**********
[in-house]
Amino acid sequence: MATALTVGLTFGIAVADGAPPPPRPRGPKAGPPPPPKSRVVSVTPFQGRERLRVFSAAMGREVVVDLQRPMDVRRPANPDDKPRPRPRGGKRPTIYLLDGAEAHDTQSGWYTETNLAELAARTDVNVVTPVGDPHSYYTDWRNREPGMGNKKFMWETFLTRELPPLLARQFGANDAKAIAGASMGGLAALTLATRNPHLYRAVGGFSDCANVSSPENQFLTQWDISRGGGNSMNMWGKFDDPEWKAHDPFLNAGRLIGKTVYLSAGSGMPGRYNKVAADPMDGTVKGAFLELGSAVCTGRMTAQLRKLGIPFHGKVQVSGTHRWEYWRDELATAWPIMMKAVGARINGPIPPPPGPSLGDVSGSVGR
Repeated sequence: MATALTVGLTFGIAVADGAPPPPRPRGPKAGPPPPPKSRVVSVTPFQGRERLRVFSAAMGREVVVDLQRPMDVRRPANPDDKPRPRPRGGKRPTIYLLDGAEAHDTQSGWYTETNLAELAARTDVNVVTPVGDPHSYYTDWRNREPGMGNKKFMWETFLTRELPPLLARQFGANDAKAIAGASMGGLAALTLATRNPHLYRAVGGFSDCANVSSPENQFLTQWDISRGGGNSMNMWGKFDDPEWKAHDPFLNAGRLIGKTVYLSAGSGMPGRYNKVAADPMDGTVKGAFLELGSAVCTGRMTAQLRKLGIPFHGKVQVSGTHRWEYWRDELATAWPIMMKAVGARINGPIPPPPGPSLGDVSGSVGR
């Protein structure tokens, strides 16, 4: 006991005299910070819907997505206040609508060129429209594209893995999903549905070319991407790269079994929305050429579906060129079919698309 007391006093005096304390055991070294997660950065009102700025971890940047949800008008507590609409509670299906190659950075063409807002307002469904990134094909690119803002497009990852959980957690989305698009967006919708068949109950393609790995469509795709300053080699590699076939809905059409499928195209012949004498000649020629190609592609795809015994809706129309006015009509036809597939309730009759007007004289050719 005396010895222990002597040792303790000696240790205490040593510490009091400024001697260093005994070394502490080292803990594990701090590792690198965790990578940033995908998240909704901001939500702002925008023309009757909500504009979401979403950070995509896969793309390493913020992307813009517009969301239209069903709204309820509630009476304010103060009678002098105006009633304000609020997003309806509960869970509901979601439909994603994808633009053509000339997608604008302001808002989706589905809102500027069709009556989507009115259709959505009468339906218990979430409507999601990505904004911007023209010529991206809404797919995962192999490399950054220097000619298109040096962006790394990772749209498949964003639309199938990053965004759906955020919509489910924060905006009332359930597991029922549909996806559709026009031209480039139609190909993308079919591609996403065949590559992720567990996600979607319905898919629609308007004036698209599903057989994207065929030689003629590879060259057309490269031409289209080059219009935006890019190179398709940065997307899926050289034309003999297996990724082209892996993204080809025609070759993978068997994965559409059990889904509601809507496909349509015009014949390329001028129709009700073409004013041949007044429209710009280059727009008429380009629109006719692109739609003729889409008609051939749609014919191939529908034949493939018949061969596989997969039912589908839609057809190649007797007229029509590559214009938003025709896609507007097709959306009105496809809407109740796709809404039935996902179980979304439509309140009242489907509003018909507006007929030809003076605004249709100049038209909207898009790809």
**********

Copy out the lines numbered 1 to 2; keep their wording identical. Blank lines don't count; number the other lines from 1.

[in-house]
Amino acid sequence: MATALTVGLTFGIAVADGAPPPPRPRGPKAGPPPPPKSRVVSVTPFQGRERLRVFSAAMGREVVVDLQRPMDVRRPANPDDKPRPRPRGGKRPTIYLLDGAEAHDTQSGWYTETNLAELAARTDVNVVTPVGDPHSYYTDWRNREPGMGNKKFMWETFLTRELPPLLARQFGANDAKAIAGASMGGLAALTLATRNPHLYRAVGGFSDCANVSSPENQFLTQWDISRGGGNSMNMWGKFDDPEWKAHDPFLNAGRLIGKTVYLSAGSGMPGRYNKVAADPMDGTVKGAFLELGSAVCTGRMTAQLRKLGIPFHGKVQVSGTHRWEYWRDELATAWPIMMKAVGARINGPIPPPPGPSLGDVSGSVGR